Chapter 14: Forms Continued

Pull Down and Scrolling Lists

The next type of input is a Pull Down List. With this type you use <SELECT> instead of <INPUT> and it has a closing tag.

<SELECT>
</SELECT>


Don't forget to give it a name.

<SELECT NAME="POSITION">
</SELECT>


Next add a few options.

<SELECT NAME="POSITION">
<OPTION>Powerbuilder Developer
<OPTION>Database Administrator
<OPTION>None of the above
</SELECT>


And give each <OPTION> a VALUE.

<SELECT NAME="POSITION">
<OPTION VALUE="PB">Powerbuilder Developer
<OPTION VALUE="DBA">Database Administrator
<OPTION VALUE="NOTA">None of the above
</SELECT>

The default option is the one that is listed first.


We can specify a default other than the first option in the list.

<SELECT NAME="POSITION">
<OPTION VALUE="PB">Powerbuilder Developer
<OPTION VALUE="DBA" SELECTED>Database Administrator
<OPTION VALUE="NOTA">None of the above
</SELECT>


A Scrolling List is very similar in construction to a Pull Down List. We'll add a few more options first. Then, all we do to turn it into a Scrolling List is add a SIZE attribute to the <SELECT> tag.

<SELECT NAME="POSITION" SIZE=4>
<OPTION VALUE="PB">Powerbuilder Developer
<OPTION VALUE="DBA">Database Administrator
<OPTION VALUE="VB">Visual Basic Developer
<OPTION VALUE="ADMIN">Administration staff
<OPTION VALUE="JANITOR">Janitor
<OPTION VALUE="NOTA">None of the above
</SELECT>

The SIZE is simply how many options show in the window.


Again, the default value is the first <OPTION>, and again we can change that by selecting one.

<SELECT NAME="POSITION" SIZE=4>
<OPTION VALUE="PB">Powerbuilder Developer
<OPTION VALUE="DBA" SELECTED>Database Administrator
<OPTION VALUE="VB">Visual Basic Developer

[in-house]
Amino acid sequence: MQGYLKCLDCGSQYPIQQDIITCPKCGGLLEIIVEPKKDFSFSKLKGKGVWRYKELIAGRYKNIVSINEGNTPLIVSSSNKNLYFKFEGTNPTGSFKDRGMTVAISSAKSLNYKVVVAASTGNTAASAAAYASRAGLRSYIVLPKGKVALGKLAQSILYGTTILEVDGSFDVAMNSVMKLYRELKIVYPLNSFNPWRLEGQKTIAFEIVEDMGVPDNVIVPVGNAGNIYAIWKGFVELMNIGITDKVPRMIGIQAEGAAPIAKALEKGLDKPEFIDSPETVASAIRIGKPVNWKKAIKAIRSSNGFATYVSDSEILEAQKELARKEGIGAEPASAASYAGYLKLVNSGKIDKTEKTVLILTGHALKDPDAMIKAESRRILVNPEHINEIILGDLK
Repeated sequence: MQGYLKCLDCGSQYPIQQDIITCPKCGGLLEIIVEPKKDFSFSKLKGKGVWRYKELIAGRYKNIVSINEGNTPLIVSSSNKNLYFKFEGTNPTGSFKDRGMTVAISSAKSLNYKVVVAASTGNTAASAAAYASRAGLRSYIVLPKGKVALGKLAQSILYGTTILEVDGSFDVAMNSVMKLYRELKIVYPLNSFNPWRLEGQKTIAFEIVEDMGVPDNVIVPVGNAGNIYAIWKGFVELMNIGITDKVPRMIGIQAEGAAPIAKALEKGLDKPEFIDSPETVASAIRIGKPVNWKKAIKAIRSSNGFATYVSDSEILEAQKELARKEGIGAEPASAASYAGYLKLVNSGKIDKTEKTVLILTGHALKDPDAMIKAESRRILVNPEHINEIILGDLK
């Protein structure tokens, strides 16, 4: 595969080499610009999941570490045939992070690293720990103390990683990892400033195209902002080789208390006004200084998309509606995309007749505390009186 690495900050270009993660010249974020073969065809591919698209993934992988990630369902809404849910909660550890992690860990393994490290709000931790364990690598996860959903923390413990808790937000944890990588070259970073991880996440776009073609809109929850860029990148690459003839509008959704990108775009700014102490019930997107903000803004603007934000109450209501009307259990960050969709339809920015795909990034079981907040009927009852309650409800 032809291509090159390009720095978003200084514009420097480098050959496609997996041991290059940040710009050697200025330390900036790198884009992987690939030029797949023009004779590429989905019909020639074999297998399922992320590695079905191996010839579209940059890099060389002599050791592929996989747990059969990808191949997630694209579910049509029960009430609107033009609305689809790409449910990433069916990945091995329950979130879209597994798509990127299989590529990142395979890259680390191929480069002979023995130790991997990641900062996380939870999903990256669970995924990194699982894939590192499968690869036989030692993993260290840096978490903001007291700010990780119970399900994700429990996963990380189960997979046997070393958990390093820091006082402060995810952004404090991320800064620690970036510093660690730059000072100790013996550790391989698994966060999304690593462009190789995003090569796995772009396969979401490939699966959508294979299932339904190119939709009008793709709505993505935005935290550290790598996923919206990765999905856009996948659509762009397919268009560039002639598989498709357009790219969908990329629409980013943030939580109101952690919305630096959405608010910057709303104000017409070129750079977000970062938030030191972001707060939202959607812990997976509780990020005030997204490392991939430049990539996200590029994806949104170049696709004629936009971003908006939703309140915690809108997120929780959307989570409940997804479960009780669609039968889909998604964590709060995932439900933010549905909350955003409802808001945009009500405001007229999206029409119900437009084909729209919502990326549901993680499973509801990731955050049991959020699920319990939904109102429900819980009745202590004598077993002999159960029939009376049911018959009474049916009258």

<OPTION VALUE="ADMIN">Administration staff
<OPTION VALUE="JANITOR">Janitor
<OPTION VALUE="NOTA">None of the above
</SELECT>


Textarea

A very useful type of input is <TEXTAREA>.

<TEXTAREA NAME="COMMENTS">
</TEXTAREA>


You control the size of the box like so...

<TEXTAREA NAME="COMMENTS" ROWS=6 COLS=50>
</TEXTAREA>

ROWS is the height, COLS is the width.




A good attribute to include in <TEXTAREA> is WRAP. Some browsers do not understand it, but if that's the case, they will just ignore it.

Go ahead and type in the boxes...

<TEXTAREA NAME="COMMENTS" ROWS=3 COLS=30 WRAP=VIRTUAL>
</TEXTAREA>

WRAP=VIRTUAL means that the text in the box wraps, but it is sent as one long continuous string.


<TEXTAREA NAME="COMMENTS" ROWS=3 COLS=30 WRAP=PHYSICAL>
</TEXTAREA>

WRAP=PHYSICAL means that the text in the box wraps, and it is sent that way too.


<TEXTAREA NAME="COMMENTS" ROWS=3 COLS=30 WRAP=OFF>
</TEXTAREA>

This is the default.
WRAP=OFF means that the text in the box does not wrap, but it is sent exactly the way it was typed in (like the little man a few textareas back).




Your own HTML page...

Open the page "feedback.htm" in Notepad, and add the following (the blue text is what to add).

<html>
<body background="bgnd.gif">

<center><h1>Feedback Form</h1></center>
<br>
<form>
<b>My name is: </b><input type=text name="name">
<p>
<b>I work as a:</b><br>
.
.
</p>
<p>
<b>When it comes to web browsers:</b><br>
.
.
</p>

<b>I rate your site as:</b><br>
<select name="Rating">
<option value="Wow">Wow! How did you do it?
<option value="good">Really good
<option value="interesting">Interesting
<option value="hmmm">Hmmm - seen better
<option value="tryagain">Try again bud!
</select>
</p>
<p>
<b>Comments:</b><br>
<textarea name="comments" rows="6" cols="50" wrap="physical">
</textarea>
</p>
</body>
</html>


Save the file.

Go To Chapter 15

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